#5 Lack of Progress and Interest
When the project is failing, you can sense a certain feeling of apathy and despair in the team. The most common causes that lead to project breakdown are lack of empowerment, trust, and support. Also, your project team might fail due to poor communication. When you start noticing that the team isn’t attending meetings and trying to be as silent as possible you should stop, regroup and create a strategy to fight the lack of communication.
#6 Excessive Team Turnover
Losing a team member is rarely beneficial for the project, but when it is a carousel of people who go in and out, that means that something is very wrong. When people start feeling like they don’t want to work there anymore, the reasons may be psychological, but that feeling can also arise from the lack of a standard business goal.
After you accept that issues exist and that invested money is at least partially the sunk cost you can either drop the project or require additional funding. Now, before you do that make sure that you understand what causes software development failure and learn how to avoid it.
Why are you Experiencing Software Project Failures?
Quite often the difference between successful and failed projects lies in spotting the failure symptoms early on. Warning signs are different, and they can come from the development team or the stakeholders. Sometimes they come from both and create a snowball effect if you don’t catch them on time.
#1 Business Benefits are Only Assumptions
Does your project have the following:
- The project is based on researched market needs or stakeholders needs (in case of the corporate project).
- Research is documented, and it has clear objectives on how the product will be used.
- Business benefits are shared with the development team and everyone understands them.
- The project is regularly measured against business goals.
Passed? No? Join the club! Immediately stop wasting money and research your business goals. It’s crucial to know that someone’s vision rarely serves as a proof of concept. If a business goal is established authoritatively, that means that someone is going to waste a lot of effort for nothing.
#2 Project Completion is Nowhere in Sight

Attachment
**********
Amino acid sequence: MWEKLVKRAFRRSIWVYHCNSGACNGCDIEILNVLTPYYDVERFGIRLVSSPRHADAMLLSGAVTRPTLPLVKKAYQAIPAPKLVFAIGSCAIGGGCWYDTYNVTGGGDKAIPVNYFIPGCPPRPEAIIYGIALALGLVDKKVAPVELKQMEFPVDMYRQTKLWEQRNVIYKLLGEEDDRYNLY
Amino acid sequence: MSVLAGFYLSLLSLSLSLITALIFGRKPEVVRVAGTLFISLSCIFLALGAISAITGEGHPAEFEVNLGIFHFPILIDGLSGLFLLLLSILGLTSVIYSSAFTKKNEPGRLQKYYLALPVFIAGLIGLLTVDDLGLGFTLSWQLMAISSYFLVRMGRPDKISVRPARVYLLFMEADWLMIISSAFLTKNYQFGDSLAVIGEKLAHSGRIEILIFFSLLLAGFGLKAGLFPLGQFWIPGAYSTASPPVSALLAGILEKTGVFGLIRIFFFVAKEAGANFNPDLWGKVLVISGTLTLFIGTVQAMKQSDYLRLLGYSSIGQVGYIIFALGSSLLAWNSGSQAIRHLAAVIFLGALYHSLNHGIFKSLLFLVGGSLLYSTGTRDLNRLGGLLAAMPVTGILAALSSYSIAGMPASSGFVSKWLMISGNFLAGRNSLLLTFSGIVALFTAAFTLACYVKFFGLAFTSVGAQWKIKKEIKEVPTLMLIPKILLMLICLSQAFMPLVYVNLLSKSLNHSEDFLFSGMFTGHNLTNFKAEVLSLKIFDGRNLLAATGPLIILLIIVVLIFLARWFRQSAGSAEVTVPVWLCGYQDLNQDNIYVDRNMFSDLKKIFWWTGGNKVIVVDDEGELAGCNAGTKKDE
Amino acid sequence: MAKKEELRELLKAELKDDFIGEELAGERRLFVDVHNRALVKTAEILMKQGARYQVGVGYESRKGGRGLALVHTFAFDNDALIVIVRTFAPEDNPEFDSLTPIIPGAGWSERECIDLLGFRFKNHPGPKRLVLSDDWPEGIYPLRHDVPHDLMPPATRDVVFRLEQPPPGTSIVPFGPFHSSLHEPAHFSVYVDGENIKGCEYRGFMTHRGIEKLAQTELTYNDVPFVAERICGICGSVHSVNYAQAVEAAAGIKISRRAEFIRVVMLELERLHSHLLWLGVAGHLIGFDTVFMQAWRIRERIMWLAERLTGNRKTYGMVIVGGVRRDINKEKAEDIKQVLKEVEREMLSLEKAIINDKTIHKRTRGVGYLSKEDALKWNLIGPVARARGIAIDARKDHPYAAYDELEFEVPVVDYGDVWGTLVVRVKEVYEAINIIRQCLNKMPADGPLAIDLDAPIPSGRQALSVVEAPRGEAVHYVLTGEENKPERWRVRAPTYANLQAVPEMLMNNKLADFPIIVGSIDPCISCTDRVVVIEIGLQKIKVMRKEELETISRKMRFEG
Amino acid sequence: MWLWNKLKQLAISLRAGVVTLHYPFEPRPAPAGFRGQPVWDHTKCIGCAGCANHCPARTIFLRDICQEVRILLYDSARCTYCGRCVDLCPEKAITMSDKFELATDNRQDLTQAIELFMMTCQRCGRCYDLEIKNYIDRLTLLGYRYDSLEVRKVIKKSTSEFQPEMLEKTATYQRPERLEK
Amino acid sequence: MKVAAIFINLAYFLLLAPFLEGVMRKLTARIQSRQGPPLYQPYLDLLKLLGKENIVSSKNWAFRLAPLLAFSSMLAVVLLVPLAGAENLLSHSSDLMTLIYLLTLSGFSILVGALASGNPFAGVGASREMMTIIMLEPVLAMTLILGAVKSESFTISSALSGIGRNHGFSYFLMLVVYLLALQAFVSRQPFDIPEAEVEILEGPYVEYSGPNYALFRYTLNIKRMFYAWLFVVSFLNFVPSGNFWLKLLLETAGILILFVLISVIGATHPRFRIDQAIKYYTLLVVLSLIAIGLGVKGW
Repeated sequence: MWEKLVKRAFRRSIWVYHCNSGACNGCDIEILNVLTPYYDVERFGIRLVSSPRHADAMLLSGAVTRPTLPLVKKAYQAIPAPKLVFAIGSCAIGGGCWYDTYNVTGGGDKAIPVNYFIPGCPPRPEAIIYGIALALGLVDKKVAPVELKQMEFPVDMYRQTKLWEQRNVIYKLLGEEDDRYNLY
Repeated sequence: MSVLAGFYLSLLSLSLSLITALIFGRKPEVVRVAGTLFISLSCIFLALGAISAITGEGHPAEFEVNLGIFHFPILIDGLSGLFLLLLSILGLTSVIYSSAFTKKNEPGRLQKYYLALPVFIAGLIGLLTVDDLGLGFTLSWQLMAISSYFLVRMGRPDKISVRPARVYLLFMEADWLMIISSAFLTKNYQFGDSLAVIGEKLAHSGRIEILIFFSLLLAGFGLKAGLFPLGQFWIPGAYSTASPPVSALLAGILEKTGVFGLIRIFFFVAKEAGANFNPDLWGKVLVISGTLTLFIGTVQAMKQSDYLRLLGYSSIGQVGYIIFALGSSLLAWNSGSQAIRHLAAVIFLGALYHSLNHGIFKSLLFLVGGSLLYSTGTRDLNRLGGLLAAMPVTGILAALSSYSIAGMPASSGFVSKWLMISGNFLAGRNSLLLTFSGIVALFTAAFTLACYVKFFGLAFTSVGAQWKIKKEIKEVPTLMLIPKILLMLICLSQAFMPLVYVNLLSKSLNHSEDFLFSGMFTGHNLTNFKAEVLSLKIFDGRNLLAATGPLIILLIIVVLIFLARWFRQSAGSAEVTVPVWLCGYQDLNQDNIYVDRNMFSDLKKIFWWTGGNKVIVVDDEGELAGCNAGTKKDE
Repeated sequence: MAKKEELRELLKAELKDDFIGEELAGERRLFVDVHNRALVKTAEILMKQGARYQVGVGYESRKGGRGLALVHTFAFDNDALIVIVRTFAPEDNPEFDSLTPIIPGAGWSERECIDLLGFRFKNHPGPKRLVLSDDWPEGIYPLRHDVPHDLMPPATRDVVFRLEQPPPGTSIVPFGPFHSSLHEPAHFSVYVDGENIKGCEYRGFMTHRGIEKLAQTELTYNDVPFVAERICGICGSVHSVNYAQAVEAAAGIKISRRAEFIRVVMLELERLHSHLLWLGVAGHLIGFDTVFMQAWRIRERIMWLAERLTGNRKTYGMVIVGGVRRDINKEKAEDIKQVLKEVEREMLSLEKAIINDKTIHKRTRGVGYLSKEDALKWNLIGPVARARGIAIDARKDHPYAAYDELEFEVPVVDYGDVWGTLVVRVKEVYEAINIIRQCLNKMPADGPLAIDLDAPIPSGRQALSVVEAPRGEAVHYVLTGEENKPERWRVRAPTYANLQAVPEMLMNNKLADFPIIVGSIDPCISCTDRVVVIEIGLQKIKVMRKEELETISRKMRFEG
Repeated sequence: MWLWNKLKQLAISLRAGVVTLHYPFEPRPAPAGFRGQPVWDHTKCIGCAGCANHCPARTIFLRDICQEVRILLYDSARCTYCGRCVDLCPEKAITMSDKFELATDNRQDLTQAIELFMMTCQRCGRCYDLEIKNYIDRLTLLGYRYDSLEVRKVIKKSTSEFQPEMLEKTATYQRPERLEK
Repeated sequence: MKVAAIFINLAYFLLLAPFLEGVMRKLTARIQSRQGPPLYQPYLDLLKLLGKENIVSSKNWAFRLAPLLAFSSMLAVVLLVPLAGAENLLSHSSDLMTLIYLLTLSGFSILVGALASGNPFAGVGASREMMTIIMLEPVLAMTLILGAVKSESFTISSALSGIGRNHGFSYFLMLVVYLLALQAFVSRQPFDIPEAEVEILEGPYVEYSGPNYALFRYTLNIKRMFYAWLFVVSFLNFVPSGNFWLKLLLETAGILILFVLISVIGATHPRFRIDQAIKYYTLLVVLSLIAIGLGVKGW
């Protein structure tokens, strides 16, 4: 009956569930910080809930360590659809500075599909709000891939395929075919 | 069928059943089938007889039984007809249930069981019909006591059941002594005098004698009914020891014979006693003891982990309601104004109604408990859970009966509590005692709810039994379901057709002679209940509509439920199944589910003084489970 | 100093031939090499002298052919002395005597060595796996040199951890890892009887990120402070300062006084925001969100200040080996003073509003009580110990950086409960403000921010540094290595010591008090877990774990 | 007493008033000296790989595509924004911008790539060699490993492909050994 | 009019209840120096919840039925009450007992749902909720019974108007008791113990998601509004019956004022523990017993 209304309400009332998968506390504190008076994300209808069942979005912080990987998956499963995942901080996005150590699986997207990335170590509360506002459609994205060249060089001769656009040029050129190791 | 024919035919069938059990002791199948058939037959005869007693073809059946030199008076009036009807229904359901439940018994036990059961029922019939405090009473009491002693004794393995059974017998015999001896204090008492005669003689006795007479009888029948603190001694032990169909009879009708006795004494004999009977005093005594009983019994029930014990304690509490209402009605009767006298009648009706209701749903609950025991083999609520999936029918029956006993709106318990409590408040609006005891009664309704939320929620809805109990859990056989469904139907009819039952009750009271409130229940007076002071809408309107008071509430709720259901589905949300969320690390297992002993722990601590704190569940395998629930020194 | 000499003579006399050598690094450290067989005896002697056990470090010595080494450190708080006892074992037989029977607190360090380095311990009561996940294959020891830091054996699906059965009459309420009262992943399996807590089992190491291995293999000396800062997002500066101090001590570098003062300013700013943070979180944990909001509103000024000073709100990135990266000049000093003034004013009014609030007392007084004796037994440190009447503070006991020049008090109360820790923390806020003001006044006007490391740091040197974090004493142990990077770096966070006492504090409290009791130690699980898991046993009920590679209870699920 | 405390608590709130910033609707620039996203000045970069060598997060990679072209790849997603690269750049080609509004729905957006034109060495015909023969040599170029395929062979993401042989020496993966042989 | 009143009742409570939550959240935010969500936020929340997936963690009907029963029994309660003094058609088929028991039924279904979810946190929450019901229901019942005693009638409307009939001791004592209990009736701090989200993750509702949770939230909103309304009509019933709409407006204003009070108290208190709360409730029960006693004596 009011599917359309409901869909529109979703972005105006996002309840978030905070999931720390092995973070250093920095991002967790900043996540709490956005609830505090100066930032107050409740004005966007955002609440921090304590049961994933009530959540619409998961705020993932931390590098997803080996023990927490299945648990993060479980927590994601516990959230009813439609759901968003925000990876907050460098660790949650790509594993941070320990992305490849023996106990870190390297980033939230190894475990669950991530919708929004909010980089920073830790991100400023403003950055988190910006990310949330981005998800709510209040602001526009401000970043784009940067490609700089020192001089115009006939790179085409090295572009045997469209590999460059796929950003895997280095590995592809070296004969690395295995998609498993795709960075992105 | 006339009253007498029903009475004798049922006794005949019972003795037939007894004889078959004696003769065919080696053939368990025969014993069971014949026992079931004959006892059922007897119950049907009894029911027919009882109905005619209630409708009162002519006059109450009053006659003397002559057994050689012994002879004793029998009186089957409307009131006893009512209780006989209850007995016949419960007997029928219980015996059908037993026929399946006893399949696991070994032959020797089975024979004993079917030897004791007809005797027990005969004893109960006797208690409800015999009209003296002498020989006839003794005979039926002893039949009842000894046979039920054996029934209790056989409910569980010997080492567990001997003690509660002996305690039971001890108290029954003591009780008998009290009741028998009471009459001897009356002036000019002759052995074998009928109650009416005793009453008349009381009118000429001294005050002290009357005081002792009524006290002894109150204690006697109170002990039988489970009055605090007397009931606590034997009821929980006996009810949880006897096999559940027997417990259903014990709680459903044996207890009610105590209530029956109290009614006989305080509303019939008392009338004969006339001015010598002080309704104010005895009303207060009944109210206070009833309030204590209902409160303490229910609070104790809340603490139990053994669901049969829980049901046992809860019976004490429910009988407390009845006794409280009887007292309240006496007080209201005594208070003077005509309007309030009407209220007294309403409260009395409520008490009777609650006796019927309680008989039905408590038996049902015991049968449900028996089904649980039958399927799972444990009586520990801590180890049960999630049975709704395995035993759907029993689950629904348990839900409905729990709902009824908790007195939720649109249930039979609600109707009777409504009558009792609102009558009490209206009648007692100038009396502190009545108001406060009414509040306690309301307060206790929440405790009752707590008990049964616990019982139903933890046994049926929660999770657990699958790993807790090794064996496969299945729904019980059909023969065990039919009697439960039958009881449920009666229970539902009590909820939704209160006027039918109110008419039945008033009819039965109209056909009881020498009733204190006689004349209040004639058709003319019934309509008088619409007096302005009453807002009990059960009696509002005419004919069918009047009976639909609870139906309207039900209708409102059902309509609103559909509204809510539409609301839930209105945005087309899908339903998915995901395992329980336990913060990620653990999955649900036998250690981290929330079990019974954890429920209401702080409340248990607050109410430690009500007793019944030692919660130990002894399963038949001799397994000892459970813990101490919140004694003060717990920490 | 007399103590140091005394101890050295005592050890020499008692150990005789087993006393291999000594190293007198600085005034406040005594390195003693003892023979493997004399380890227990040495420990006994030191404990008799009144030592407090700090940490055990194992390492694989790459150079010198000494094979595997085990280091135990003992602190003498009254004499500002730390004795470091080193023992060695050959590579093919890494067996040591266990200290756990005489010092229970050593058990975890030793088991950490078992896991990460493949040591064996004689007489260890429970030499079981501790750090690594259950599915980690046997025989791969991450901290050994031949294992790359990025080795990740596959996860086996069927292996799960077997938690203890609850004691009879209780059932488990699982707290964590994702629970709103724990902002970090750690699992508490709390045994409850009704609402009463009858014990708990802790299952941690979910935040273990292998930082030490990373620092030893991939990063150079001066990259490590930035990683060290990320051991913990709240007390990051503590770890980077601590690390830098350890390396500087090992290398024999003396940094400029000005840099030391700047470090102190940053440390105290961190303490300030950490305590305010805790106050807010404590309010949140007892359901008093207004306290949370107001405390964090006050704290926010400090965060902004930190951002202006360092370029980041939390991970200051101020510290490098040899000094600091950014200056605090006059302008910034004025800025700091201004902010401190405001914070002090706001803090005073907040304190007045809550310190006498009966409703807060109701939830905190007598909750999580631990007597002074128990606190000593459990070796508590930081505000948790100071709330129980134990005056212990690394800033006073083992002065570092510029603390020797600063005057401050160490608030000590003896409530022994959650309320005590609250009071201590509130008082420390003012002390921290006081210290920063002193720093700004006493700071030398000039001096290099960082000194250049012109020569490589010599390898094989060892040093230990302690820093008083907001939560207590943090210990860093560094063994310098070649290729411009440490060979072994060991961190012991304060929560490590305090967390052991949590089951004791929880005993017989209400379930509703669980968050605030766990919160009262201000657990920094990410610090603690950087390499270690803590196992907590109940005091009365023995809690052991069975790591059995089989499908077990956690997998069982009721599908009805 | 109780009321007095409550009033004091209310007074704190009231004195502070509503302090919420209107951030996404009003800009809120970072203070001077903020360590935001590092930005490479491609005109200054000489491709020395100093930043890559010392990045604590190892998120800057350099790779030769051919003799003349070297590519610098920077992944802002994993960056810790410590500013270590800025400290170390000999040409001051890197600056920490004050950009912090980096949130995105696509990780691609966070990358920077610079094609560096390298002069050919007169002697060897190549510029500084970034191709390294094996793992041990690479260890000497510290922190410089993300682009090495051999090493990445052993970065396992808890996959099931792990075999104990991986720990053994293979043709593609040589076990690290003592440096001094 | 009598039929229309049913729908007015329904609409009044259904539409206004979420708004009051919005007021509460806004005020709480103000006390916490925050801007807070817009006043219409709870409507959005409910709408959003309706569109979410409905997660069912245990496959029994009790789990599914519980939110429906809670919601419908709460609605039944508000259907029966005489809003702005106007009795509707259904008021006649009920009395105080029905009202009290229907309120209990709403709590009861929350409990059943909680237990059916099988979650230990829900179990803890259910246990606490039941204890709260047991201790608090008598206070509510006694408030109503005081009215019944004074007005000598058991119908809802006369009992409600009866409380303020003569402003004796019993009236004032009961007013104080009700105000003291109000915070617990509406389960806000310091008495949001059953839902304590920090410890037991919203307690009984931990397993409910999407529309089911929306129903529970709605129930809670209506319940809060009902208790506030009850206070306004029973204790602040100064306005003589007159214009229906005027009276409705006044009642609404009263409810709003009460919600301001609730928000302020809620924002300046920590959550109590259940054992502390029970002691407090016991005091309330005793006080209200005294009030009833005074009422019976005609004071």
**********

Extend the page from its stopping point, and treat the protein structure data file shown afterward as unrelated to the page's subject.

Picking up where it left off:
Check out the statements below:
- The project was focused on minimal viable functionality and checked for features that satisfy business goals.
- Short term goals and reviews were established and rarely skipped.
If any of the two is missing from your project – that is a sign of potential failure. It is not as severe as having no business goal, but it may drain funding without any return on investment. If you start noticing that there are any results and that your development team is reluctant to show you their product, then it’s a clear sign that what you requested and what was done are entirely different.
There are additional signs that you must be careful about. Your project should have the following:
- All changes to initial scope and requirements were adequately processed and estimated, including changes to documentation and architecture (if necessary).
- The number of changes was limited
- The project was staffed with all necessary resources without a massive turnover
Some chaotic changes are normal, but major and minor changes should be differentiated:
- A major change is a new requirement or expansion of an existing business requirement, which requires several days or weeks to implement, and a significant amount of additional funding.
- A minor change is a clarification of initial requirements which takes only a few hours to implement and a bit of additional investment.
Minor changes rarely cause project breakdown, but major changes, especially those developed without proper change management, in the end, will inevitably require huge refactoring of so-called code standards and architecture. With them, it becomes more expensive to continue the project than start a new one from the beginning.